One of the elements of archival work I have always enjoyed is the opportunity to get to know a collection really intimately. In order to generate intelligible finding aids for researchers, it is important to get a good overview of a collection: to understand how records relate to each other and to learn all that you can about the format, creator, use and date of an item. Luckily, this is often pretty easy but sometimes an item comes along which presents a bit more of a challenge.
Challenging items bring out an archivist’s inner Sherlock Holmes. Minute clues are forensically examined in the hope of cracking the mystery. However, some challenges are easier than others and today I would like to ask for your help with a mystery I have been unable to solve so far.
The item in question is a six-line, rhyming poem on a suitably psychoanalytical theme.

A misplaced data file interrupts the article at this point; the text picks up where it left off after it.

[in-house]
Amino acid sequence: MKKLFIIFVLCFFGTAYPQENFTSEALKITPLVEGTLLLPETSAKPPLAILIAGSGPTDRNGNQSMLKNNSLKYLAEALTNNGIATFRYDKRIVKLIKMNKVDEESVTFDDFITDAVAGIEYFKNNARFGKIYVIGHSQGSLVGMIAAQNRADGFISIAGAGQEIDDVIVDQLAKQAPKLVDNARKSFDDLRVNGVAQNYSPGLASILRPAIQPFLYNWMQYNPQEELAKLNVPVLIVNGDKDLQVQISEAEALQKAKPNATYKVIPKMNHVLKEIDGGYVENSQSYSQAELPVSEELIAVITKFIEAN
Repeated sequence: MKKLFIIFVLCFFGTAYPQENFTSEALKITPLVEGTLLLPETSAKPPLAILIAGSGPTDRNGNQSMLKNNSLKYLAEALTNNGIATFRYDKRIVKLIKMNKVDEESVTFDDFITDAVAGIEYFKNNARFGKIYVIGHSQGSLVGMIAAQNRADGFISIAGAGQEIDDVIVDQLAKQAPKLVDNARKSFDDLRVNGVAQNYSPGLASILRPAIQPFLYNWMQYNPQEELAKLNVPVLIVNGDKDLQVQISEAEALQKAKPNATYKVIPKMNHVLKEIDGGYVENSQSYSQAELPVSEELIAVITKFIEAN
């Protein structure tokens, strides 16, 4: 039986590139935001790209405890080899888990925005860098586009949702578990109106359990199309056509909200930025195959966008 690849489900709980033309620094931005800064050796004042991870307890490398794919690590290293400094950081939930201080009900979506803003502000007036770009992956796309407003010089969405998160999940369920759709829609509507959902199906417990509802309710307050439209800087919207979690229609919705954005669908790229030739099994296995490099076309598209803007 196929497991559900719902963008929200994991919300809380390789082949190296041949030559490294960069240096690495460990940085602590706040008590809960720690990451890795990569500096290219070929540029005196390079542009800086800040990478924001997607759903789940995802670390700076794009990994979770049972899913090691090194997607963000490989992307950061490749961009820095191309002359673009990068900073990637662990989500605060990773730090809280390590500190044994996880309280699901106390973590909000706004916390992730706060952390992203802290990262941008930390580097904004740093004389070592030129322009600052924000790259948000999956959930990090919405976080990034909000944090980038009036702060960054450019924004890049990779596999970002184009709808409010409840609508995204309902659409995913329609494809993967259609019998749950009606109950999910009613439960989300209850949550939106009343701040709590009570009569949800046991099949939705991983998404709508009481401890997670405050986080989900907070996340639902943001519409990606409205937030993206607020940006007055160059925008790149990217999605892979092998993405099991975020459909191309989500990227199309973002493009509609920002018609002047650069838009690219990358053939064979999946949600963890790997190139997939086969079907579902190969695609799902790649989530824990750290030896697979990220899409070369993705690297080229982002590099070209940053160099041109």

My familiarity with Ronald Fairbairn’s papers means that I know this item is in his handwriting*. However, I have no real idea as to the author of this poem. Is this an original Fairbairn composition or is it something he merely transcribed?
Knowing the answer to this mystery will be invaluable as it will help to ensure Fairbairn’s papers are catalogued to the highest possible standard. So, can anyone out there help?
*By now, I can read Fairbairn’s hand pretty easily, but just in case it proves a little tricky, here’s a transcription of the poem:
Remember well what Freud hath said-
We want to take our mums to bed.
And, since they always utter “no”,
We feel we’ve nowhere else to go.
Hysteria doth thus emerge
Through failure of the sexual urge.
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